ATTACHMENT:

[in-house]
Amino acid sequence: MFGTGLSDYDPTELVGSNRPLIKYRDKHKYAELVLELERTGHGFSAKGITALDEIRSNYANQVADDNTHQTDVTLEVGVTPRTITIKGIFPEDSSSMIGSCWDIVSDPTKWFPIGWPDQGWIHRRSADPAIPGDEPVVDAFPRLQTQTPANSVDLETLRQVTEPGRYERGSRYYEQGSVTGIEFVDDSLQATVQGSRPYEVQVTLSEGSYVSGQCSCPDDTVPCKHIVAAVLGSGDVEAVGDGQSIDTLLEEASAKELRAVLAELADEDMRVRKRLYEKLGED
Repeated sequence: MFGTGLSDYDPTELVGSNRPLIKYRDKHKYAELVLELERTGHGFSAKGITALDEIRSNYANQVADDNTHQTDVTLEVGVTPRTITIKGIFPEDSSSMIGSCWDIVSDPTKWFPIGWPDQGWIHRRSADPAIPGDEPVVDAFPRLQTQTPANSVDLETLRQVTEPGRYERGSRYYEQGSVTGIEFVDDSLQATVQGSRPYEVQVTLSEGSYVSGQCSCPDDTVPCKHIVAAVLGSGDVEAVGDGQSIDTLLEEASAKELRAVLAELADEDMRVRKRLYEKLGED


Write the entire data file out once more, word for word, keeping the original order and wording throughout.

[in-house]
Amino acid sequence: MFGTGLSDYDPTELVGSNRPLIKYRDKHKYAELVLELERTGHGFSAKGITALDEIRSNYANQVADDNTHQTDVTLEVGVTPRTITIKGIFPEDSSSMIGSCWDIVSDPTKWFPIGWPDQGWIHRRSADPAIPGDEPVVDAFPRLQTQTPANSVDLETLRQVTEPGRYERGSRYYEQGSVTGIEFVDDSLQATVQGSRPYEVQVTLSEGSYVSGQCSCPDDTVPCKHIVAAVLGSGDVEAVGDGQSIDTLLEEASAKELRAVLAELADEDMRVRKRLYEKLGED
Repeated sequence: MFGTGLSDYDPTELVGSNRPLIKYRDKHKYAELVLELERTGHGFSAKGITALDEIRSNYANQVADDNTHQTDVTLEVGVTPRTITIKGIFPEDSSSMIGSCWDIVSDPTKWFPIGWPDQGWIHRRSADPAIPGDEPVVDAFPRLQTQTPANSVDLETLRQVTEPGRYERGSRYYEQGSVTGIEFVDDSLQATVQGSRPYEVQVTLSEGSYVSGQCSCPDDTVPCKHIVAAVLGSGDVEAVGDGQSIDTLLEEASAKELRAVLAELADEDMRVRKRLYEKLGED